Oral Cavity Cancers – What Is It and Risk Factors

Did you know - April is Oral Cancer Awareness Month

One type of cancer we see the most of in our office, and have helped patients treat, are Oral Cavity Cancers. In our office, when a suspicious oral lesion is found, a biopsy is often used to detect or rule out oral cancer — a disease that is treatable if caught early. A biopsy involves removing a very small tissue sample for laboratory analysis.

There are generally three types of tumors that can develop in the oral cavity:

  • Benign Growths
    These are not cancer – they do no spread to other parts of the body or invade other tissues

  • Pre-Cancerous Conditions
    Harmless growths that can turn into cancer overtime

  • Cancer
    These are growths that can spread to other parts of the body and grow into other tissues

While anyone is at risk for oral cancer, there are a few factors that can put individuals at a higher risk. 80% of oral cancer is linked to tobacco use – including cigarettes, cigars, pipes, chewing tobacco and snuff. The best way to eliminate this risk is to cut out the use of tobacco products completely.

Poor nutrition and oral hygiene practices also can put an individual at a higher risk for oral cancer. Diet wise, be sure to include an ample amount of fruits and vegetables into your everyday diet. Additionally, practicing simple oral health habits such as proper brushing, flossing, and routine cleanings will reduce your risk of oral cancer.

A few other factors are gender, age, and exposure to UV light.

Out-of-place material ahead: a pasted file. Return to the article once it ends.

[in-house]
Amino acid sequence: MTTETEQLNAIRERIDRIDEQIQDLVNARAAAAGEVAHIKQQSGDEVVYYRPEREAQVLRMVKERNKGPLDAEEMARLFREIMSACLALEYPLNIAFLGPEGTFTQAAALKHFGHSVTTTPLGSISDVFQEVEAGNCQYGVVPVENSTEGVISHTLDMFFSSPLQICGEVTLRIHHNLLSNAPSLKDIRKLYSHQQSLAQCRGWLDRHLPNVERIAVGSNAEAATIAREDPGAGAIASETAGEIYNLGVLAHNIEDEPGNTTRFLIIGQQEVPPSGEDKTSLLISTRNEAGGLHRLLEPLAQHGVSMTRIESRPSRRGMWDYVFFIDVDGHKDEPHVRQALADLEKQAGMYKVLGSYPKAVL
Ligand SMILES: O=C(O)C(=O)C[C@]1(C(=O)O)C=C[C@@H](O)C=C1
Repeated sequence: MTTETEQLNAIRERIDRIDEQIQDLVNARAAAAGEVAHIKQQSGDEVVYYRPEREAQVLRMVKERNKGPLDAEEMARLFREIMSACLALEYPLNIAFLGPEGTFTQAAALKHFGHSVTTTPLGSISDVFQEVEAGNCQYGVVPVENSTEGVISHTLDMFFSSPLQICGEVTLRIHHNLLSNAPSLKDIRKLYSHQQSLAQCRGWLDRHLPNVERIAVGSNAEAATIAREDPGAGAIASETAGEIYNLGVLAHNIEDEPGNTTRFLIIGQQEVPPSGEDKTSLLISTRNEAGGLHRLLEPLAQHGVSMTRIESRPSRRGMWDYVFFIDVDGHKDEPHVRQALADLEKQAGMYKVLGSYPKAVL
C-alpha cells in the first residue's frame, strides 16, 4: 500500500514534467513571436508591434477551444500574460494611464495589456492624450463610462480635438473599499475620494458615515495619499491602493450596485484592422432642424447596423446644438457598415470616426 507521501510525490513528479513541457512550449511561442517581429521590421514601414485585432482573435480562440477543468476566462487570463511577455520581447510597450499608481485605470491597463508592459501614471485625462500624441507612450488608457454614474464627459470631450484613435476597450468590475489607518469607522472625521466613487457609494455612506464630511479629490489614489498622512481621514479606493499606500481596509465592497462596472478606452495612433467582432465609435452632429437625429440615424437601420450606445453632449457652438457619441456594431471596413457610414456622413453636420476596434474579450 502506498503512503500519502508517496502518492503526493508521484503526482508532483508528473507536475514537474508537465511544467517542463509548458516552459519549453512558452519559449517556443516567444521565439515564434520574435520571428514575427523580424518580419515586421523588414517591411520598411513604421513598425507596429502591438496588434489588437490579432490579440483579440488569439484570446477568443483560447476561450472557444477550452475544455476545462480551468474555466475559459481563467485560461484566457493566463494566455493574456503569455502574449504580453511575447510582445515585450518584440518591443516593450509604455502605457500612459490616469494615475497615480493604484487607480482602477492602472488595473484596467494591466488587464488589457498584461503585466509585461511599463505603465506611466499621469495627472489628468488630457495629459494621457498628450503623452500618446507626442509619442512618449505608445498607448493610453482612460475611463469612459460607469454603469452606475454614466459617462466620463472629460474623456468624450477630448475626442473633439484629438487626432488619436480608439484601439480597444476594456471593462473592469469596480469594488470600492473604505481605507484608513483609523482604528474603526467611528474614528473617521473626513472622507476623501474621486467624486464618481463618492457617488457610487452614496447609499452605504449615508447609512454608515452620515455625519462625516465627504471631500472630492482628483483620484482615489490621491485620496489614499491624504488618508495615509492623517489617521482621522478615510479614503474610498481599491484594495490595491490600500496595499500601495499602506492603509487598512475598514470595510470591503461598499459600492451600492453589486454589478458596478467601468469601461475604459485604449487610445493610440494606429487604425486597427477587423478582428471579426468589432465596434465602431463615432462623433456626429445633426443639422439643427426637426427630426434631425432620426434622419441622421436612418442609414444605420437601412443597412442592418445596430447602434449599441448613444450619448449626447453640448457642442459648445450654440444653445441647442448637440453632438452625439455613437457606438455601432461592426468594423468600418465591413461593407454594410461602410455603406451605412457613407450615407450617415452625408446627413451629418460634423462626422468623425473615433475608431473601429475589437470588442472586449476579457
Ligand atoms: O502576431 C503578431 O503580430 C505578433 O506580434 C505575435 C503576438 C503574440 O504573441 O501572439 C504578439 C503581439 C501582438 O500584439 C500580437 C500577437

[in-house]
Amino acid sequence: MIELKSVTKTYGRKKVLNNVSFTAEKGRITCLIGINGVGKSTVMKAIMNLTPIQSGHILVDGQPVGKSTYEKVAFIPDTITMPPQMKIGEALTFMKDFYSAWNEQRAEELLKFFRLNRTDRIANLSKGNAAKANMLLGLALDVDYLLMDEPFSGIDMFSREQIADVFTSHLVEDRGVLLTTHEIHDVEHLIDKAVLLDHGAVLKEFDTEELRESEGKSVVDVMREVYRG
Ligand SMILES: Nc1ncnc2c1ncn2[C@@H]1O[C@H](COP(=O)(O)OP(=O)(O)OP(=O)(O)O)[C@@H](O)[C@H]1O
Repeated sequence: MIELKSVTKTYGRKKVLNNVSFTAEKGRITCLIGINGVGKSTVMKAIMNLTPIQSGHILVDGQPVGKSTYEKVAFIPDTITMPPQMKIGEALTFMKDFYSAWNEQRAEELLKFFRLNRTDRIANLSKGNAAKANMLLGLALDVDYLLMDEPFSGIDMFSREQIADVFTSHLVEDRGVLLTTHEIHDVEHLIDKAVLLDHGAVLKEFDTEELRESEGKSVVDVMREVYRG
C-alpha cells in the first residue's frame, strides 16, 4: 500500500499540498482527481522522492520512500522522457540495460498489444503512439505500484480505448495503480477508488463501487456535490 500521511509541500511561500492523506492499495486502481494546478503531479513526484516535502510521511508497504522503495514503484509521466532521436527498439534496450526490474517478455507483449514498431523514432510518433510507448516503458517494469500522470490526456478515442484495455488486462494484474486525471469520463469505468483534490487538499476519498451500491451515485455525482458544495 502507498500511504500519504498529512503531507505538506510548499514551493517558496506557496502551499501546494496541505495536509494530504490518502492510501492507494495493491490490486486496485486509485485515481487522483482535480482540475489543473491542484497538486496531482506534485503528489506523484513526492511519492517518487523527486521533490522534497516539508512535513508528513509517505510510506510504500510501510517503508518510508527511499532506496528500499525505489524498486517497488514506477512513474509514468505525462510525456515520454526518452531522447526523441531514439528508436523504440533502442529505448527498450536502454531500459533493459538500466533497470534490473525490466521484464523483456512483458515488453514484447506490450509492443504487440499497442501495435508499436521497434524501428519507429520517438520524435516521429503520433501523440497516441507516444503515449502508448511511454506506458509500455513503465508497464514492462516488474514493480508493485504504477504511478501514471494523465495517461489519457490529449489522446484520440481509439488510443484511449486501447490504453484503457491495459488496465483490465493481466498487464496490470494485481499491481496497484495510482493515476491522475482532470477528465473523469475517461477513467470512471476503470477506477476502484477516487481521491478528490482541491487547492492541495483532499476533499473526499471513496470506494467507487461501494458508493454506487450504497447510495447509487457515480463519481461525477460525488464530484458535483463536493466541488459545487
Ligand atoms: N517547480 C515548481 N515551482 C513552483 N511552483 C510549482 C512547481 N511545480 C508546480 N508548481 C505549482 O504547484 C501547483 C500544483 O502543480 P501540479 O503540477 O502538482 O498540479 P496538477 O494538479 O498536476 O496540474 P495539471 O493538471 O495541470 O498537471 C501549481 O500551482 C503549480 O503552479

How to Diagnose

Early signs of oral cancer can seem like typical problems – such as a toothache or cold. If symptoms persist for several weeks or months, it is important to see your doctor so that, if oral cancer is present, it may be diagnosed as soon as possible

  • Some of the most common oral cancer symptoms and signs include:

  • Persistent mouth sore that does not heal 

  • Persistent mouth pain

  • A lump or thickening in the cheek

  • A white or red patch on the gums, tongue, tonsil, or lining of the mouth

  • A sore throat or persistent feeling that something is caught in the throat

  • Difficulty swallowing or chewing

  • Difficulty moving the jaw or tongue

  • Numbness of the tongue or other area of the mouth

  • Jaw swelling that makes dentures hurt or fit poorly

  • Loosening of the teeth

  • Pain in the teeth or jaw

  • Voice changes

  • A lump in the neck

  • Weight loss

  • Persistent bad breath

If any of these symptoms appear or persist for weeks, your doctor may recommend tests to check for oral cancer. Here at Sharma Oral Surgery – we examine each patient and take a biopsy, if necessary, so we can treat the problem correctly and effectively.

Please call our office if you have any questions or concerns, 704-541-6070.